With a few different moves and weapons to experiment with, Double Dragon keeps the fighting interesting as you work through its varied environments. The first part of the game is a bit too easy, but it does a good job of training you up for the tougher second half. On the downside, using the jump attack to clear gaps takes a bit of getting used to and the music isn't always great (sometimes it's far from great). However, this is an offering that may appeal to fans of the series or genre. Overall, a short yet sweet experience.
49. Pac-Man (GB)
The Game Boy version of Pac-Man plays the same as always, but in terms of presentation it's a bit less appealing. You're probably better off getting one of the dozens of other versions available across virtually every console in the past 30 years.
Wario Blast is a Bomberman crossover that sees the our favourite antihero dropped into the world of Hudson Soft’s brilliant top-down bomber. Released in Japan as Bomberman GB, you get the classic maze combat of Hudson’s game with a dusting of Nintendo’s IP and Wario’s dastardly antics. Sounds good, no? Yes, it is.
Pinball: Revenge of the 'Gator may lack the refinements showcased by modern pinball games, but that doesn't mean it should be ignored if you're a fan of the genre. The simplistic nature of the tables means you can give high-score chasing your full, undivided attention without being waylaid by distractions, and the ball physics are respectable enough to ensure you don't lose any games through anything but your own fault. HAL's effort may have been improved upon in recent years, but it's still an appealing and addictive pinball outing.
Kirby's Pinball Land isn’t everybody’s cup of tea, but it serves up a solid game of digital pinball starring everyone’s favourite pink amorphous ball. It's an experiment that didn't quite come together properly, but it's not without merit and its engine would be used again in Pokémon Pinball for the Game Boy Color. Kirby and pinball seem like a match made in heaven; this isn't quite that, but it’s a fun little mashup that showcased the potential for future Nintendo X pinball crossovers involving Pocket Monsters and intergalactic bounty hunters.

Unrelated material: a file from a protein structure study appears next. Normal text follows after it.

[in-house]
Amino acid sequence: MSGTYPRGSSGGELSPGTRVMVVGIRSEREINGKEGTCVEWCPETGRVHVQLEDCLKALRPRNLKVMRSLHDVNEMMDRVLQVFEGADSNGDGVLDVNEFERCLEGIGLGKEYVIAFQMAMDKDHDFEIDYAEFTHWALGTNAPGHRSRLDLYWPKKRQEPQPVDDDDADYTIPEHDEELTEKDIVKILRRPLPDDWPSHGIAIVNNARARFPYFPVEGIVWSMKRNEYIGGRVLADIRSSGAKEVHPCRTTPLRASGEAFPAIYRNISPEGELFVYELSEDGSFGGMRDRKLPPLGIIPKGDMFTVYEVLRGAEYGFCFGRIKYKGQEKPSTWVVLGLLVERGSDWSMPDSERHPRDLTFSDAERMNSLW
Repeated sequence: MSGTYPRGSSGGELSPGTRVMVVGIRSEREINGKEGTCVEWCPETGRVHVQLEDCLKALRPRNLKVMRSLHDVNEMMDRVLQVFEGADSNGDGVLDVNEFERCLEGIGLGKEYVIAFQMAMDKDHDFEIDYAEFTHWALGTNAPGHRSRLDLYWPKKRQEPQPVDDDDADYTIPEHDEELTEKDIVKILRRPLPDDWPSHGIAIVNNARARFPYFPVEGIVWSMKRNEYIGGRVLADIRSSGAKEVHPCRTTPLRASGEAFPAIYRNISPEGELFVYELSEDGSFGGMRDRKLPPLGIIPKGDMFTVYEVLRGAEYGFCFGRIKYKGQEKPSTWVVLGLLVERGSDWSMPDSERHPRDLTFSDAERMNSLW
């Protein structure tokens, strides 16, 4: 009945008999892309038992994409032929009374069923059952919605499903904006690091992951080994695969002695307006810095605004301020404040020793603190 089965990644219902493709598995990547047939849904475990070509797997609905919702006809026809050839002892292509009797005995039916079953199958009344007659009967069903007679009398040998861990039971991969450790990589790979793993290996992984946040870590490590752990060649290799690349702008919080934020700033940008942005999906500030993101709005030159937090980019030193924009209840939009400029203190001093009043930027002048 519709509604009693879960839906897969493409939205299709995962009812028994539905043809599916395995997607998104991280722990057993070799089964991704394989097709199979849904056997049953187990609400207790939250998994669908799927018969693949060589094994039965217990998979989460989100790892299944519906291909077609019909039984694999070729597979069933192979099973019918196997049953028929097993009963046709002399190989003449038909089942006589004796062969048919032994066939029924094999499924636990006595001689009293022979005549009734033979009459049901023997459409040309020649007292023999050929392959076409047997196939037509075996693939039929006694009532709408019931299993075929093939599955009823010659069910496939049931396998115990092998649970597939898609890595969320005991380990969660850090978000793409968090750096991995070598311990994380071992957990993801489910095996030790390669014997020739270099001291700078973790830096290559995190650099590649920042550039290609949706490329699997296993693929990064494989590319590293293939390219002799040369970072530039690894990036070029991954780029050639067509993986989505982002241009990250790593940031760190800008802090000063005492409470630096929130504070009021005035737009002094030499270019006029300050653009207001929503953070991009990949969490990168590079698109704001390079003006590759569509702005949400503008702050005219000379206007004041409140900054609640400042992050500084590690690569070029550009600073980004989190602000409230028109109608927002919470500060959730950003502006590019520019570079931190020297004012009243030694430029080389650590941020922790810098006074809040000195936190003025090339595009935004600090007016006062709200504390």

There are a few problems such as invisible barriers blocking bullets, and visually it's not the most ambitious Game Boy game, but the simple look works well, as does the music in this 8-bit take on ol' JB. James Bond 007 is an exciting, fun little game that provides plenty of pocket-sized entertainment.
We're also suckers for its classic gun barrel, blood-soaked cover. Diwww-di-di-diw diwwwww diw-diw-diw...
44. Nemesis (GB)
This game was renamed Gradius when it appeared in colour form on the Konami GB Collection Vol. 1, but this original version kept the original Japanese name in all territories. A seminal shooter, this portable version was a little marvel back in 1990.
43. Quarth (GB)
Quarth has its share of issues to be sure, but it's certainly good for short bursts of puzzle-oriented fun. Repetitive gameplay and a missing two player mode hold this one back from being a solid recommendation, but for a time-killing Virtual Console title, you could do worse. Its simplicity is either its biggest problem or its main selling point, and that's something you may have to decide for yourself.
42. Kwirk (GB)
Originally called Puzzle Boy in the east, the title character – an anthropomorphic tomato – was given a dose of ‘90s cool when he was renamed Kwirk for the west (‘He’s A-Maze-Ing!’ according to the box art...). He’s something of a Cool Spot prototype, but fortunately the game bearing his name is a winner. It involves pushing and rotating elements in the centre of a room in order to get to the other side. This can involve pushing blocks to open a path or filling pits with blocks and creating a path or switching between multiple characters and working together to get them all to the end. It’s simple and addictive stuff – two adjectives you’ll find describing the very best games on the system. Forgive Kwirk his try-hard ‘90s affectations and be sure to track him down if you can.
41. R-Type (GB)
As with any port to the Game Boy, cuts are inevitable, but this still delivers an authentic R-Type experience. A slower speed, fewer enemies on screen and the omission of two levels make for an easier version. However, this port still manages to provide a challenge and it works well on the hardware it was designed for, with good controls and clear visuals. It may be a shorter gaming experience on the Game Boy, but it's still a very good one.